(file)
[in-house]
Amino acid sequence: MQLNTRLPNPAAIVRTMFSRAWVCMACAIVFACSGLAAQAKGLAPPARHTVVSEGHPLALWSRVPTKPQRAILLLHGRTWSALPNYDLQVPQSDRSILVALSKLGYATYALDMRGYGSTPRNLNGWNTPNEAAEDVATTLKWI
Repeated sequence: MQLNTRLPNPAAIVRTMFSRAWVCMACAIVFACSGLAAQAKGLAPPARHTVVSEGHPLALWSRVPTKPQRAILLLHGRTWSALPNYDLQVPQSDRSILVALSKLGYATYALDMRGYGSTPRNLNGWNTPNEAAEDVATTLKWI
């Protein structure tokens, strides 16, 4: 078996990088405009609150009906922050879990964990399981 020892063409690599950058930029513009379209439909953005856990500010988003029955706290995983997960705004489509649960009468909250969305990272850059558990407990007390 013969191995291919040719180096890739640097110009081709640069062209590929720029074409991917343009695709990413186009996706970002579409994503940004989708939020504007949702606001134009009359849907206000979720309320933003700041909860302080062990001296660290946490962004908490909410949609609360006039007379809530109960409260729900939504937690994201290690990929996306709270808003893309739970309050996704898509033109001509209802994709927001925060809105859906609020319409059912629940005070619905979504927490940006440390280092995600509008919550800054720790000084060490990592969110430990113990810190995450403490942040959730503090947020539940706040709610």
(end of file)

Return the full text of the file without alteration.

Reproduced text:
[in-house]
Amino acid sequence: MQLNTRLPNPAAIVRTMFSRAWVCMACAIVFACSGLAAQAKGLAPPARHTVVSEGHPLALWSRVPTKPQRAILLLHGRTWSALPNYDLQVPQSDRSILVALSKLGYATYALDMRGYGSTPRNLNGWNTPNEAAEDVATTLKWI
Repeated sequence: MQLNTRLPNPAAIVRTMFSRAWVCMACAIVFACSGLAAQAKGLAPPARHTVVSEGHPLALWSRVPTKPQRAILLLHGRTWSALPNYDLQVPQSDRSILVALSKLGYATYALDMRGYGSTPRNLNGWNTPNEAAEDVATTLKWI
């Protein structure tokens, strides 16, 4: 078996990088405009609150009906922050879990964990399981 020892063409690599950058930029513009379209439909953005856990500010988003029955706290995983997960705004489509649960009468909250969305990272850059558990407990007390 013969191995291919040719180096890739640097110009081709640069062209590929720029074409991917343009695709990413186009996706970002579409994503940004989708939020504007949702606001134009009359849907206000979720309320933003700041909860302080062990001296660290946490962004908490909410949609609360006039007379809530109960409260729900939504937690994201290690990929996306709270808003893309739970309050996704898509033109001509209802994709927001925060809105859906609020319409059912629940005070619905979504927490940006440390280092995600509008919550800054720790000084060490990592969110430990113990810190995450403490942040959730503090947020539940706040709610």